Ahem. I am a fighter. Had I been on the Titanic, I guarantee you I would not have been the picture of peace, praying the rosary on the promenade deck. I’d have been scrounging up wood to build a raft. I might have gone down, but I would have gone down fighting.
In some ways, my fighting spirit has been invaluable to me. When I was young, I overcame what some would call “difficult circumstances” to become the first person in my family to graduate from college and obtain a master’s degree. Before I became a stay-at-home mom, I had a promising career as a marketing manager for an innovative division of a giant telecom company. And today? Well, at this moment I am wading my way through life with four teenagers and two high energy little ones, and have been homeschooling for the last 17 years (which definitely takes a bit of resolve).
All well and good. But frankly, while determination has served me well in this world, having a fighting spirit makes for a pretty crummy spiritual life at times.
You see, I’m a doer. If I have a problem, or if anyone I love has a problem, by golly, I won’t rest until I solve it. And if I don’t have the necessary knowledge at my disposal, I will go to the ends of the earth to find it. Or Amazon. Which is probably the same thing.
If you could see my selection of spiritual reading books, you might think you’d entered your local Catholic book store. And believe it or not, I’ve read most of them. But putting them into practice? That’s another subject altogether. Every book I have ever read on the spiritual life has advised me to “Be.” Be present. Be silent. Be open.
Surrender is not something I do well. That is unless I’m laid out on the floor with nary a breath left in my body.
Well…and then…it’s beautiful. There are no words to describe the peace that accompanies true surrender.
I have a feeling I’m not alone. Who among us had not endured pain so excruciating that at the time we could not even whisper our Lord’s name? It is in those moments that we most willingly lift our hearts to Him. When we can do nothing else, we offer whatever we have left. We surrender.
I think the most poignant description of this experience I’ve seen comes from Fr. Walter Ciszek, who spent some 23 years in Russian concentration camps during and after WWII:
I had talked of finding and doing his will, but never in the sense of totally giving up my own will. I had talked of trusting him, indeed I truly had trusted him, but never in the sense of abandoning all other sources of support and relying on his grace alone. I could never find it in me, before, to give up self completely. There were always boundaries beyond which I would not go, little hedges marking out what I knew in the depths of my being was a point of no return. God in his providence had been constant in his grace, always providing opportunities for this act of perfect faith and trust in him, always urging me to let go the reins and trust in him alone. I had trusted him, I had cooperated with his grace – but only up to a point. Only when I had reached a point of total bankruptcy of my own powers had I at last surrendered.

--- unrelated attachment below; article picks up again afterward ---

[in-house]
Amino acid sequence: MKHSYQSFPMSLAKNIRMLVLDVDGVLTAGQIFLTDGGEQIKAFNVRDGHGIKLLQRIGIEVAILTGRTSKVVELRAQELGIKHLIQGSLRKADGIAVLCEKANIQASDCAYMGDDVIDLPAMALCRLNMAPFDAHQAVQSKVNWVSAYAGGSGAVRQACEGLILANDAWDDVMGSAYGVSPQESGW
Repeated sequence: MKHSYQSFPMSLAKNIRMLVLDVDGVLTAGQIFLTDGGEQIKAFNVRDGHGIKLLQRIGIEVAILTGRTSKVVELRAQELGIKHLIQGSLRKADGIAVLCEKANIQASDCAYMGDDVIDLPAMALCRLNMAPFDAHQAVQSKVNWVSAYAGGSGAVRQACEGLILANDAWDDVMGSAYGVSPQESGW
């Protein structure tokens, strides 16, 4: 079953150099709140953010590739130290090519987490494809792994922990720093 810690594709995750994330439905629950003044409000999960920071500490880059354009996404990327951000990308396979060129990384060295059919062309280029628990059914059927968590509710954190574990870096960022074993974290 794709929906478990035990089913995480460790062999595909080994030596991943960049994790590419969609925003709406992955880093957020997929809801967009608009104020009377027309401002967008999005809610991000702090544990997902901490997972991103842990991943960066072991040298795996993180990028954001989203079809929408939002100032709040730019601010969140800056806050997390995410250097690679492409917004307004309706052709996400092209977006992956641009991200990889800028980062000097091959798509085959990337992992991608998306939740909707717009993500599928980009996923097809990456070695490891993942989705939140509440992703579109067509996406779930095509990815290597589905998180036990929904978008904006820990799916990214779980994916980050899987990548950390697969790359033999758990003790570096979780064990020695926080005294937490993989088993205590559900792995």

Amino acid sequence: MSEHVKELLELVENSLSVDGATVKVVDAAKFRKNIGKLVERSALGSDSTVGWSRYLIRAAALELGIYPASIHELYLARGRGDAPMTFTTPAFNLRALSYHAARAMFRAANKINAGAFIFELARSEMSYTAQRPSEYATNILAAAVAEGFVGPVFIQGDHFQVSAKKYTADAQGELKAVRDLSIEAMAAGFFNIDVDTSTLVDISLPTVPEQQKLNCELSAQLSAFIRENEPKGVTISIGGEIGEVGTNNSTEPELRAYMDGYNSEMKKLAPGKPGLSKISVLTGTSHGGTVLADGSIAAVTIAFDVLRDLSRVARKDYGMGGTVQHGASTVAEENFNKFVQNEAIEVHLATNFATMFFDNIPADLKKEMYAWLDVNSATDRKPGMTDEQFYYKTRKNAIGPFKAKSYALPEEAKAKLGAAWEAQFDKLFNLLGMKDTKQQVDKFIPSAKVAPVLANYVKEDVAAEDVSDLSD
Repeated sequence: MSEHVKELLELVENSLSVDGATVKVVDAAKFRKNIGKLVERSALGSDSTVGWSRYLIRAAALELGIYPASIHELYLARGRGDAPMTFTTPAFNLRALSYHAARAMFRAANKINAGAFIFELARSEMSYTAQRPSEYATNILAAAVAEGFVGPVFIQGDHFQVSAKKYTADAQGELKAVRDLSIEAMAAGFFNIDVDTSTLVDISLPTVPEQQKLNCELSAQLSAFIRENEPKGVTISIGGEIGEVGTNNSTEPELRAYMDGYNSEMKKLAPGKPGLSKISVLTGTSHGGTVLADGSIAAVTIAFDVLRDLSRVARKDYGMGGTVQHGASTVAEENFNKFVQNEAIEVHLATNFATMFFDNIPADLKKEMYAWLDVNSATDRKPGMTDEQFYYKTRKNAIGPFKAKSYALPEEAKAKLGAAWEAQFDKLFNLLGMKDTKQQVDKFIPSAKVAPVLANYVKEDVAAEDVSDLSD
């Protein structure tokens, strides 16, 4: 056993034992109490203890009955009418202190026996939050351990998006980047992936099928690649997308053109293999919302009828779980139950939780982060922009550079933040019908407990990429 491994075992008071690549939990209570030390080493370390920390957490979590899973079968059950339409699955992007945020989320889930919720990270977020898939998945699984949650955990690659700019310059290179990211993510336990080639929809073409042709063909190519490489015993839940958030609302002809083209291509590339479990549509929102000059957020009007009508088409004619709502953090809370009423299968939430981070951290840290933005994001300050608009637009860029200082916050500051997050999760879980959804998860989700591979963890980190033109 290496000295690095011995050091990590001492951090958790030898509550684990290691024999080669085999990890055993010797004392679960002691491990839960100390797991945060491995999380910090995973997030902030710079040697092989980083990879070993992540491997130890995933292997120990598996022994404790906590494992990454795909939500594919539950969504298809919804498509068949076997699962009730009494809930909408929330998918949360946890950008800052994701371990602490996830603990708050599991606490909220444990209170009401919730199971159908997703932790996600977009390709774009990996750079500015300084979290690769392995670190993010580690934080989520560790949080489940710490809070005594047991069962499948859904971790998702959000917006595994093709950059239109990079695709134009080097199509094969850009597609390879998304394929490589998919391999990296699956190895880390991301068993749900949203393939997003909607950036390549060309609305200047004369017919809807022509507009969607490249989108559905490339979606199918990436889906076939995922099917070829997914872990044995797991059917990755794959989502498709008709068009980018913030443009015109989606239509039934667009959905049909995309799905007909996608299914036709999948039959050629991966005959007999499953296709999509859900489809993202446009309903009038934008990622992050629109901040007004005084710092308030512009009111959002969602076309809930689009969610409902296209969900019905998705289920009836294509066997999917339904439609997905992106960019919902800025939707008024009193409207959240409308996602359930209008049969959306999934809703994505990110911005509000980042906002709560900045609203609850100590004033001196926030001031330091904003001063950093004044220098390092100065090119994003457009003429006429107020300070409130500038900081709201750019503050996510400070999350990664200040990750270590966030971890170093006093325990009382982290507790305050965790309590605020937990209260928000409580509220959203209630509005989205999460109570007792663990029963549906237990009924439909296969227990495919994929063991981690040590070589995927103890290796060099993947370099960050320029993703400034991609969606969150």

That moment, that experience, completely changed me. I can say it now in all sincerity, without false modesty, without a sense either of exaggeration or of embarrassment. I have to call it a conversion experience; it was at once a death and a resurrection. (He Leadeth Me, p. 78)
Which of us does not desire with all our heart to experience the resurrection?
I would venture to guess that most, if not all of us would give anything to unite ourselves so closely to Christ. So the question becomes, Why must we endure such excruciating pain before we can simply and without obstacle, raise our hearts to God?
According to scripture, …unless a grain of wheat falls to the ground and dies, it remains just a grain of wheat; but if it dies, it produces much fruit. Whoever loves his life loses it, and whoever hates his life in this world will preserve it for eternal life. – John 12:24-25. Or, as one priest used to summarize it, “No cross, no crown.”
Father Ciszek experienced this mysterious truth in a profound way: …it was at once a death and a resurrection.
Usually, I’m unwilling to die.
Except for those times when the suffering is so acute (whether physically, emotionally or spiritually) that death doesn’t sound like such a bad alternative.
Thankfully, as I get older, I’ve noticed those times come more frequently. For me, desperation has not so much come from physical illness – more often I’ve been blessed with other types of battles. Regardless, with age has certainly come the wisdom to know that all the fighting in the world will not solve some problems.
So, while I have a long way to go, I do see a ray of hope in the distance. Eventually, I’ll either learn to give up the fight, or I’ll have all the fight knocked out of me. Either way, at that point (God willing), my surrender will be complete. In this world, many may consider that a cause for concern. But in the beautiful, complete and perfect world of God’s grace, it will be a good thing.
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Art: Christ Falling under the Cross by Charles Nicolas Cochin II (Wikimedia Commons)